Topic modeling is an unsupervised machine learning technique thaat automatically identifies different topics present in a document (textual data). Data has become a key asset/tool to run many businesses around the world. With topic modeling, you can collect unstructured datasets, analyzing the documents, and obtain the relevant and desired information that can assist you in making a better decision.
There are different techniques to perform topic modeling (such as LDA) but, in this NLP tutorial, you will learn how to use the BerTopic technique developed by Maarten Grootendorst.
BerTopic is a topic modeling technique that uses transformers (BERT embeddings) and class-based TF-IDF to create dense clusters. It also allows you to easily interpret and visualize the topics generated.
The BerTopic algorithm contains 3 stages:
1.Embed the textual data(documents)
In this step, the algorithm extracts document embeddings with BERT, or it can use any other embedding technique.
By default, it uses the following sentence transformers
It uses UMAP to reduce the dimensionality of embeddings and the HDBSCAN technique to cluster reduced embeddings and create clusters of semantically similar documents.
3.Create a topic representation
The last step is to extract and reduce topics with class-based TF-IDF and then improve the coherence of words with Maximal Marginal Relevance.
You can install the package via pip:
pip install bertopic
If you are interested in the visualization options, you need to install them as follows.
pip install bertopic[visualization]
BerTopic supports different transformers and language backends that you can use to create a model. You can install one according to the options available below.
We will use the following libraries that will help us to load data and create a model from BerTopic.
#import packages import pandas as pd import numpy as np from bertopic import BERTopic
In this NLP tutorial, we will use Olympic Tokyo 2020 Tweets with a goal to create a model that can automatically categorize the tweets by their topics.
You can download the datasets here.
#load data import pandas as pd df = pd.read_csv("/content/drive/MyDrive/Colab Notebooks/data/tokyo_2020_tweets.csv", engine='python') # select only 6000 tweets df = df[0:6000]
NB: We selected only 6,000 tweets for computational reasons.
To create a model using BERTopic, you need to load the tweets as a list and then pass it to the fit_transform method. This method will do the following:
# create model model = BERTopic(verbose=True) #convert to list docs = df.text.to_list() topics, probabilities = model.fit_transform(docs)
After training the model, you can access the size of topics in descending order.
Note: Topic -1 is the largest and it refers to outliers tweets that do not assign to any topics generated. In this case, we will ignore Topic -1.
You can select a specific topic and get the top n words for that topic and their c-TF-IDF scores.
For this selected topic, common words are Sweden, goal,rolfo, swedes, goals, soccer. It is obvious this topic focuses on “soccer for Sweden team”.
BerTopic allows you to visualize the topics that were generated in a way very similar to LDAvis. This will allow you to get more insights into the topic's quality. In this article, we will look at three methods to visualize the topics.
The visualize_topics method can help you visualize topics generated with their sizes and corresponding words. The visualization is inspired by LDavis.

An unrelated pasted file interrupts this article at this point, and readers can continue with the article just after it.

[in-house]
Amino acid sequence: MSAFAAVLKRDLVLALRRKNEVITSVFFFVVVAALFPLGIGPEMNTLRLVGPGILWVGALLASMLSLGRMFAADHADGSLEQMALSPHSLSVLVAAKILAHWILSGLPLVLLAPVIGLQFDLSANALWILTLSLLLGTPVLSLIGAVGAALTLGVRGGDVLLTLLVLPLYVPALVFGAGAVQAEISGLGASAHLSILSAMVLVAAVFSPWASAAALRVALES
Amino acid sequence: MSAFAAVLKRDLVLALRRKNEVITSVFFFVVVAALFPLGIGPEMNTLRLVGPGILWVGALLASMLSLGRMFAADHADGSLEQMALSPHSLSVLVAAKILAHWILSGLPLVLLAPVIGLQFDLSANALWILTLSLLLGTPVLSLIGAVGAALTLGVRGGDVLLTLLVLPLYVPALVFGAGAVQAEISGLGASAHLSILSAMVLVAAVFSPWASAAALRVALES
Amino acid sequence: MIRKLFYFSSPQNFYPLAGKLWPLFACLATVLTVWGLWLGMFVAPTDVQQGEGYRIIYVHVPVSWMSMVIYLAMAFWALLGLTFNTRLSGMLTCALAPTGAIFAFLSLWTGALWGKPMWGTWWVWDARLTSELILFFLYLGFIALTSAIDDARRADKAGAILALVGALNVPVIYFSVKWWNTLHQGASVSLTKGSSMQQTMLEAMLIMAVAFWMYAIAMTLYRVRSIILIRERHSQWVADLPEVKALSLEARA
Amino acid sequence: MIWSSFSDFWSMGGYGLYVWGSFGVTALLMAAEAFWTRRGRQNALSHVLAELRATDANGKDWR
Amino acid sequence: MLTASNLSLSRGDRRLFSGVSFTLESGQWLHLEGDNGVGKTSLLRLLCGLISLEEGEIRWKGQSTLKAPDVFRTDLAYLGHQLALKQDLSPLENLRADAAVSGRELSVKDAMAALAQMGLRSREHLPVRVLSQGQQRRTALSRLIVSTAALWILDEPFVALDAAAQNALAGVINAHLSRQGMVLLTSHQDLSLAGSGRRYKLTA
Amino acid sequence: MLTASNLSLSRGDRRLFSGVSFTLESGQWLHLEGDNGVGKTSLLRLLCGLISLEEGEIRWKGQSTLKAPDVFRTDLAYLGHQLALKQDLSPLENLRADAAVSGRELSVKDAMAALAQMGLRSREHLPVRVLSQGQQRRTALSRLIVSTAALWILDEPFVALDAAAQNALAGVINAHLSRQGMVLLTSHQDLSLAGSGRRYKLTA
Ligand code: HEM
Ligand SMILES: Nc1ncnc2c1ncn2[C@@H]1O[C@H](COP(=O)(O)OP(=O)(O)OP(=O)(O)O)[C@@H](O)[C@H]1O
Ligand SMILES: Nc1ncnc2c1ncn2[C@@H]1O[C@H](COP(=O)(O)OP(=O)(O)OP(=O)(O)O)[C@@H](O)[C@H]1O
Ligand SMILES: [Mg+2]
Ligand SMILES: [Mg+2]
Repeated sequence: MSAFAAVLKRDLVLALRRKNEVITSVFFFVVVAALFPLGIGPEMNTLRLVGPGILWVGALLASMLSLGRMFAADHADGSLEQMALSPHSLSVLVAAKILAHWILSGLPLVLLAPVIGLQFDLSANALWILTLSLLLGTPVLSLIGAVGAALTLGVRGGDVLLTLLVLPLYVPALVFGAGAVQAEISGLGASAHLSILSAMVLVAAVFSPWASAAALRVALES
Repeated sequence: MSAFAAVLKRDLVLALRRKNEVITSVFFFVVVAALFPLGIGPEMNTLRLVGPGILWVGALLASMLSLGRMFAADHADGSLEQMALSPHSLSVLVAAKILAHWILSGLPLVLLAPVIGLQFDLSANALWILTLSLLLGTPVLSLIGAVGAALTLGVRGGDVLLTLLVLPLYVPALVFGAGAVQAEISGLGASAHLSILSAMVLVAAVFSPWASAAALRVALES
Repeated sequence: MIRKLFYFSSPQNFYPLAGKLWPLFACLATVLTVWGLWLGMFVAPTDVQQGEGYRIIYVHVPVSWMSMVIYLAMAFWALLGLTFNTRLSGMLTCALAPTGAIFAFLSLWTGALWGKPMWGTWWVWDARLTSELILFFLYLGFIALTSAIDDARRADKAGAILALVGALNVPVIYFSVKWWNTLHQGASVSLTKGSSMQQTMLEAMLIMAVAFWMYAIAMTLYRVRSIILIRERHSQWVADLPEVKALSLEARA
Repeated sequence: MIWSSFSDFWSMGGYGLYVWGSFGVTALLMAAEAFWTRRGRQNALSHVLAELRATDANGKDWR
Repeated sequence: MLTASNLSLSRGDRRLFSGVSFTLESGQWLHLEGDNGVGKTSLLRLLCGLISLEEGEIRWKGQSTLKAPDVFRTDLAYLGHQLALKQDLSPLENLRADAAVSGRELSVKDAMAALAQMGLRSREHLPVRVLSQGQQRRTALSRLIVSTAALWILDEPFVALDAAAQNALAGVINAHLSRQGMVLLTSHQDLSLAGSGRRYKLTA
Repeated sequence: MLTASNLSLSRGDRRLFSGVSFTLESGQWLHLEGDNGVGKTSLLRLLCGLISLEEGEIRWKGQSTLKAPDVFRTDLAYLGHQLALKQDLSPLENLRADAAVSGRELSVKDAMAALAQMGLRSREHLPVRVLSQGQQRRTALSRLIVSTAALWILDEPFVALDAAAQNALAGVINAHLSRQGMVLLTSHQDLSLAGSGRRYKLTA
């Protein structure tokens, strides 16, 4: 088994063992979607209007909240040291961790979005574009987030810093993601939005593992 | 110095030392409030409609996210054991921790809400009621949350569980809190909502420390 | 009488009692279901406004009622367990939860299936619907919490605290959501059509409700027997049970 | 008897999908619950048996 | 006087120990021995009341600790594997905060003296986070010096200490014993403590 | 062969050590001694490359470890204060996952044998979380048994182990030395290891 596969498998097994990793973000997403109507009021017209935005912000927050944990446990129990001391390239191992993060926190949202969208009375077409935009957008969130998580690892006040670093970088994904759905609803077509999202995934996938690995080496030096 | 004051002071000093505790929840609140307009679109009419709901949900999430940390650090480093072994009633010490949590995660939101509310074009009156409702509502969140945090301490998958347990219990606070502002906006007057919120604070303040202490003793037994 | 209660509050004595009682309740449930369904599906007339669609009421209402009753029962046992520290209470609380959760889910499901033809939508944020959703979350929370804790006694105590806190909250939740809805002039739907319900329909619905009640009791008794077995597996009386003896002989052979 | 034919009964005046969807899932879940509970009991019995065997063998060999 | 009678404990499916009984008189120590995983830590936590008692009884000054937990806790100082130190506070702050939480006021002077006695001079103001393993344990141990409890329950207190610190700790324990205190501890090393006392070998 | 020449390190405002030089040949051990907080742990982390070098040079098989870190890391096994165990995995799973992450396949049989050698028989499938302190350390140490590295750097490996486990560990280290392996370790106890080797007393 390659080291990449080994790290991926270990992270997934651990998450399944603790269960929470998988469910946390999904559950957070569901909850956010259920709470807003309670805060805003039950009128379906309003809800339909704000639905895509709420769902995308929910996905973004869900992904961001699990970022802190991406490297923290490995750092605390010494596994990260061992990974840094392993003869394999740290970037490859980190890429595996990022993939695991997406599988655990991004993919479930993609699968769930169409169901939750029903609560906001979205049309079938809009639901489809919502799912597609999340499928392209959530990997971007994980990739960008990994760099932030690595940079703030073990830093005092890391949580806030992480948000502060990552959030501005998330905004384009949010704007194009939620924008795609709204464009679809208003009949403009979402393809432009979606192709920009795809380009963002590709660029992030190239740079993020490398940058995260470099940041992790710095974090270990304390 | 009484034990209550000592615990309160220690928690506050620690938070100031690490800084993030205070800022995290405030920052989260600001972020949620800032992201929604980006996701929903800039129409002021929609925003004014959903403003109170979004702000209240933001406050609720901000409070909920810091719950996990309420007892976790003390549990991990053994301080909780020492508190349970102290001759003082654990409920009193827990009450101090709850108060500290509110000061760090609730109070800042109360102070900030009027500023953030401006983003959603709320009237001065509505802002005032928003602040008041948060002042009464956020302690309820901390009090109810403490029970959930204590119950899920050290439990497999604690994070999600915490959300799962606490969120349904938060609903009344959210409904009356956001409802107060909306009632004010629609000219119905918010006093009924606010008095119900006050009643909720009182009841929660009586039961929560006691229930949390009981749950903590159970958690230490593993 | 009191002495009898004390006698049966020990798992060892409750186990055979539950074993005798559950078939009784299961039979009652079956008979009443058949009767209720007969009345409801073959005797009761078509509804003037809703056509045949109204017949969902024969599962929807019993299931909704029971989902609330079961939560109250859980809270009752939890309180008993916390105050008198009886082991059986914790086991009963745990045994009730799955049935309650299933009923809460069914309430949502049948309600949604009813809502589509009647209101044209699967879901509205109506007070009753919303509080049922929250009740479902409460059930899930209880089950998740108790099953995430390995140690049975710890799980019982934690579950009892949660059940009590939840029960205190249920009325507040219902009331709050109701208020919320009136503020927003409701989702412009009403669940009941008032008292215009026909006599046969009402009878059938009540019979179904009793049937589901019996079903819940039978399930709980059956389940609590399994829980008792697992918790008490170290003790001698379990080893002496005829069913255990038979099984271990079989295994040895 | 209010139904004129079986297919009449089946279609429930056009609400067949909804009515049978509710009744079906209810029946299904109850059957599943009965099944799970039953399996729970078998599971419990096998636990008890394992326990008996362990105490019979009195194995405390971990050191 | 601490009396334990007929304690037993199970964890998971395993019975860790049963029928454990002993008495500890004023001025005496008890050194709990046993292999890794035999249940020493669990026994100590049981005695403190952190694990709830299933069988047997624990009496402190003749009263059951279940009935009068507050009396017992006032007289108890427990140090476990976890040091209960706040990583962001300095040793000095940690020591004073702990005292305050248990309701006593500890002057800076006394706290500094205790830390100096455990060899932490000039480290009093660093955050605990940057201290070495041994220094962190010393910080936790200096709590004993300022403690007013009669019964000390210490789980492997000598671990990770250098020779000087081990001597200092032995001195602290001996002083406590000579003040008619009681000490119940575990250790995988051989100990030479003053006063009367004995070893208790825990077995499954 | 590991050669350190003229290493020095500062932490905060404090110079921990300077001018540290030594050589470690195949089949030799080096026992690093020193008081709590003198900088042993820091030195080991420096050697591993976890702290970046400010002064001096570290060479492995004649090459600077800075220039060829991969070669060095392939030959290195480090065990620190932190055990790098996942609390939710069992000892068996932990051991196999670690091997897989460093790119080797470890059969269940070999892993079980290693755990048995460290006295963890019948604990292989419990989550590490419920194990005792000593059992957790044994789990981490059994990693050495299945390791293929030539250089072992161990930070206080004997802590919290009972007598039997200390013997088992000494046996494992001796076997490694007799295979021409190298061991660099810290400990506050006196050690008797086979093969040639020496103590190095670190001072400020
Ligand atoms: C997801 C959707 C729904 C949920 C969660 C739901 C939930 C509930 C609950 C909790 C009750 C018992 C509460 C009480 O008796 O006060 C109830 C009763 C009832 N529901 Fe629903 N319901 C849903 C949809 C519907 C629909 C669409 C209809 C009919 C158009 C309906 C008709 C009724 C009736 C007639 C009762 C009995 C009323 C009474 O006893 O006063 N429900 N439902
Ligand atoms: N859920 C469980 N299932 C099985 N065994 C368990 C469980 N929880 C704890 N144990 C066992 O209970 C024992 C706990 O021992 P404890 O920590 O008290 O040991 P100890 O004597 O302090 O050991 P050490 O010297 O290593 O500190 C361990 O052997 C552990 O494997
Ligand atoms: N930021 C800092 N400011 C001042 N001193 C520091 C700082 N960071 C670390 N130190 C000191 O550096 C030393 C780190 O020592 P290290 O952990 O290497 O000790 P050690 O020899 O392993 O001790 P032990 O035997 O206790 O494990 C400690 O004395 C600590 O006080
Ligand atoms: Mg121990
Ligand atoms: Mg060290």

The visualize_barchart method will show the selected terms for a few topics by creating bar charts out of the c-TF-IDF scores. You can then compare topic representations to each other and gain more insights from the topic generated.
In the above graph, you can see Top words in Topic 4 are proud, thank, cheer4india, cheering, and congrats.
You can also visualize how similar certain topics are to each other. To visualize the heatmap, simply call.
In the above graph, you can see that topic 93 is similar to topic 102 with a similarity score of 0.933.
Sometimes you may end up with too many topics or too few topics generated, BerTopic gives you an option to control this behavior in different ways.
(a) You can set the number of topics you want by setting the argument "nr_topics" with a number of topics you want. The BerTopic will find similar topics and merge them.
model = BERTopic(nr_topics=20)
In the above code, the number of topics that will be generated is 20.
(b)Another option is to reduce the number of topics automatically. To use this option, you need to set "nr_topics" to "auto" before training the model.
model = BERTopic(nr_topics="auto")
(c) The last option is to reduce the number of topics after training the model. This is a great option if retraining the model will take many hours.
new_topics, new_probs = model.reduce_topics(docs, topics, probabilities, nr_topics=15)
In the above example, you reduce the number of topics to 15 after training the model.
To predict a topic of a new document, you need to add a new instance(s) on the transform method.
topics, probs = model.transform(new_docs)
You can save a trained model by using the save method.
You can load the model by using the load method.
BerTopic_model = BERTopic.load("my_topics_model")
In this NLP tutorial, you have learned
BerTopic has a lot of features to offer when creating the model. For example, if you have a dataset for a specific language(by default, it supports the English model) you can choose the language by setting the language parameter while configuring the model.
model = BERTopic(language="German")
Note: Select a language in which its embedding model exists.
If you have a mixture of languages in your documents, you can set
to support more than 50 languages.
If you learned something new or enjoyed reading this article, please share it so that others can see it. Until then, see you in the next post!
You can also find me on Twitter @Davis_McDavid.
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